15. An instrument as defined in claim 7 including locking means for holding either said cross jaws or said auxiliary jaws in clamping position.
16. An instrument as defined in claim 15, said locking means comprising a locking bar pivoted at one end on a pin in a shank end of one of said cross jaws, a pawl pivotally mounted on said locking bar, and teeth on the handle connected with the other cross jaw engagable by said pawl.
17. An instrument as defined in claim 16, said pawl pivoting to an over center locked position with respect to an imaginary line between the vicinity of the axes of said pivotal connection for said locking bar and said pawl, and stop means limiting the pivotal movement of said pawl in said over center position.
18. An instrument as defined in claim 16, said one end of said locking bar having a slotted opening receiving said pin in one end of said opening in locking position and receiving said pin in the opposite end of said opening for folding the locking bar into the handle connected with said one cross jaw.
19. An instrument as defined in claim 7 including at least one additional tool in each handle which is extendable from the end of the handle to serve as a handle extension for greater leverage to increase the force applied to the plier jaws.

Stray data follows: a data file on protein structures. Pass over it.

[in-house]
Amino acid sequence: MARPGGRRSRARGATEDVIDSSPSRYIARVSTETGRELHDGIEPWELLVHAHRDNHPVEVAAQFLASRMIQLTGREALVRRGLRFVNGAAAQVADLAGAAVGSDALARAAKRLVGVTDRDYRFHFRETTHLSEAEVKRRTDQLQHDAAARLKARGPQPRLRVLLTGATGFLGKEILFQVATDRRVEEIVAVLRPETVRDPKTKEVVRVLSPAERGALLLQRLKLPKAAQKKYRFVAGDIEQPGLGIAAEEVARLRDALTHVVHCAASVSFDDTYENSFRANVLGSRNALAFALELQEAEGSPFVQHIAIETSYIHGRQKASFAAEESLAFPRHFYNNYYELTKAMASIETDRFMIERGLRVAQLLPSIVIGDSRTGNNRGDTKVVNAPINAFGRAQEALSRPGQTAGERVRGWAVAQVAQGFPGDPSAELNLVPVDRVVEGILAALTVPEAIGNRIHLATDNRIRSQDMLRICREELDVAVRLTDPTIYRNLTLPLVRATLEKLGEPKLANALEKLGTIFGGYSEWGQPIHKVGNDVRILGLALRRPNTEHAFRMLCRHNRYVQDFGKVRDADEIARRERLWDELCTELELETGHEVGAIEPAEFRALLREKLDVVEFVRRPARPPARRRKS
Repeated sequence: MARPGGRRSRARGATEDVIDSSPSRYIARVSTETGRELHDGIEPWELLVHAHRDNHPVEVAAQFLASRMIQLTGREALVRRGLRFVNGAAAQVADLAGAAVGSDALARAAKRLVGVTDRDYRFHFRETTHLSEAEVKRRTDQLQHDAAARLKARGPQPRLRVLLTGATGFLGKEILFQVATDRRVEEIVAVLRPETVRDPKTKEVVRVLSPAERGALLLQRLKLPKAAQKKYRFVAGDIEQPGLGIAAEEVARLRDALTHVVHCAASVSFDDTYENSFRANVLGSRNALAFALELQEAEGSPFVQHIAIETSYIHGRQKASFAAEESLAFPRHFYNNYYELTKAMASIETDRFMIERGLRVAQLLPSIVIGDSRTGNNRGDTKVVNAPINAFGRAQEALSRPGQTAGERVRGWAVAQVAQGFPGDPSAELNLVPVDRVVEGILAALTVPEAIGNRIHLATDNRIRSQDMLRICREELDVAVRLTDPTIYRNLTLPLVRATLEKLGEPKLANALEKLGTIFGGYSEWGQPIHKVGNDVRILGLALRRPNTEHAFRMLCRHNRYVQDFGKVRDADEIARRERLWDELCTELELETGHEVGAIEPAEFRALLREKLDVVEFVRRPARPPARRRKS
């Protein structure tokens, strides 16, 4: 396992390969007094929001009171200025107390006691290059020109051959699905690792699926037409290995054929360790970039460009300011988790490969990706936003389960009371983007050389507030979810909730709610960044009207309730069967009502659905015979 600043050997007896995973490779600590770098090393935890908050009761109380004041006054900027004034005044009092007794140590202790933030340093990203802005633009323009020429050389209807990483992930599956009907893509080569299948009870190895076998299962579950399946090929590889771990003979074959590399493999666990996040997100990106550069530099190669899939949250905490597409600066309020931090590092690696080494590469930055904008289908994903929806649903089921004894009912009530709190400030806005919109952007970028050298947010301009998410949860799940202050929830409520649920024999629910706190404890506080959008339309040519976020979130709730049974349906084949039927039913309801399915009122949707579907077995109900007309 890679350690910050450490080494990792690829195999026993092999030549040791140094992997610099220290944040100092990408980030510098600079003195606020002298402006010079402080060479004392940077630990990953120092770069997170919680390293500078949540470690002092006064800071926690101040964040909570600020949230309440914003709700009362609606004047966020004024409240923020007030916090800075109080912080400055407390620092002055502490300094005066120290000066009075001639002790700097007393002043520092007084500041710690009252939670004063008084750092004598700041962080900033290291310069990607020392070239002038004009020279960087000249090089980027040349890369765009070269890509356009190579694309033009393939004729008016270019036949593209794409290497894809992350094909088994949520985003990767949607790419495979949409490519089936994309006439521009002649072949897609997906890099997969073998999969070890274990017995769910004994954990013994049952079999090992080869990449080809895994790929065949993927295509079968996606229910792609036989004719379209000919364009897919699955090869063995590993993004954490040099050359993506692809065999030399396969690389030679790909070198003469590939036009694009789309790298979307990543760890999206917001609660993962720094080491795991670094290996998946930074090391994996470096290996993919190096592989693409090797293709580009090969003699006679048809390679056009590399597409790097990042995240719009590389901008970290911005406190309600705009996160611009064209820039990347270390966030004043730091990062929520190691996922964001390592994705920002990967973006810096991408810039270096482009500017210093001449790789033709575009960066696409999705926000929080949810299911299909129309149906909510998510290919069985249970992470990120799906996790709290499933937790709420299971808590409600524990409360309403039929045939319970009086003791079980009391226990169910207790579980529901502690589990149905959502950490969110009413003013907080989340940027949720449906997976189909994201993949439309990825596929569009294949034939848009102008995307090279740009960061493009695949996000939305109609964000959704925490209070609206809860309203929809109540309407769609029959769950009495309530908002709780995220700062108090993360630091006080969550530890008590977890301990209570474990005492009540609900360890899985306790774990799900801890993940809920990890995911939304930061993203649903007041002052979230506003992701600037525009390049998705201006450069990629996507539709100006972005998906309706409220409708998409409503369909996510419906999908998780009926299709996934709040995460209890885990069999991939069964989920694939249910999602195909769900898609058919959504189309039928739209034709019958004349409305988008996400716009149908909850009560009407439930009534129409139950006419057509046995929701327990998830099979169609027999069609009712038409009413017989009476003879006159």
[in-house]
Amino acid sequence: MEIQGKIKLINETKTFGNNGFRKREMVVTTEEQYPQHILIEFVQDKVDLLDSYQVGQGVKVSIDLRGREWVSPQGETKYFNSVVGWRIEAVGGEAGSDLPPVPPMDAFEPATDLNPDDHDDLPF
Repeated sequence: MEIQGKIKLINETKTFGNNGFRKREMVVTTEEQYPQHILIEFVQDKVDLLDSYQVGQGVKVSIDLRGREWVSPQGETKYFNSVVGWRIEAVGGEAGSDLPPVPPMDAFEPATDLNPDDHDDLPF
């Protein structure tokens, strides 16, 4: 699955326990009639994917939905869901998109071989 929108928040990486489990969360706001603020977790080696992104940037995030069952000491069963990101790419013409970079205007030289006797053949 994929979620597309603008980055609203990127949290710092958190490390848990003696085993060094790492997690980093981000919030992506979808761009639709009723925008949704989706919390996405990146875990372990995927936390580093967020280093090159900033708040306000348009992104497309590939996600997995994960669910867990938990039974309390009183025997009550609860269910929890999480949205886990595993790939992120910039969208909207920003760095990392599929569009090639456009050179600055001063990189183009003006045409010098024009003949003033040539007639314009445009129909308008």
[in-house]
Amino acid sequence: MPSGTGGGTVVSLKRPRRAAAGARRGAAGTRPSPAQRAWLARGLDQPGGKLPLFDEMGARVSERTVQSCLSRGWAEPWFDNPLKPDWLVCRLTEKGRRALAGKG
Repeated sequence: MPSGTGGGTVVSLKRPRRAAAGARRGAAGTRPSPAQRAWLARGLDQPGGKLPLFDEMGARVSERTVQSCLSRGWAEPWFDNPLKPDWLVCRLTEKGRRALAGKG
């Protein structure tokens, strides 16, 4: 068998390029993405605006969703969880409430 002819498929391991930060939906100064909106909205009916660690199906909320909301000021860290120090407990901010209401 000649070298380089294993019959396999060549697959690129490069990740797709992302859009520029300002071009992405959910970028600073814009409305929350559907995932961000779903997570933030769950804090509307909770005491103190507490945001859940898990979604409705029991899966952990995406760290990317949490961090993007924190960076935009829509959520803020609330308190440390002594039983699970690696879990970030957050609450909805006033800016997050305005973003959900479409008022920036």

20. In a pair of crossjaw pliers having a pair of jaw members pivotally connected together between nose ends and shank ends of the members, a locking bar pivotally connected to the shank end of one of said jaw members, multiple position abutment means on a handle connected to the other jaw member, a pawl pivotally connected with said locking bar to engage said abutment means for locking said jaw members in clamped position, said pawl pivoting to an over center locked position with respect to an imaginary line between the axes of said pivotal connections for said locking bar and said pawl, and stop means limiting the pivotal movement of said pawl in said over center position.
21. A pair of pliers as defined in claim 20, said stop means being on said locking bar.
22. A pair of pliers as defined in claim 20, said abutment means comprising a row of teeth on said handle.
23. A pair of pliers as defined in claim 20 including a pair of auxiliary jaws connected to said shank ends of said cross jaws and engagable with the nose ends of said cross jaws for operation by the cross jaws whereby said auxiliary jaws may be locked in clamped position by said pawl and locking bar.
Description
BACKGROUND OF THE INVENTION

This invention relates to improvements in a folding pocket multiple tool having pliers and other frequently needed tools incorporated into a single instrument.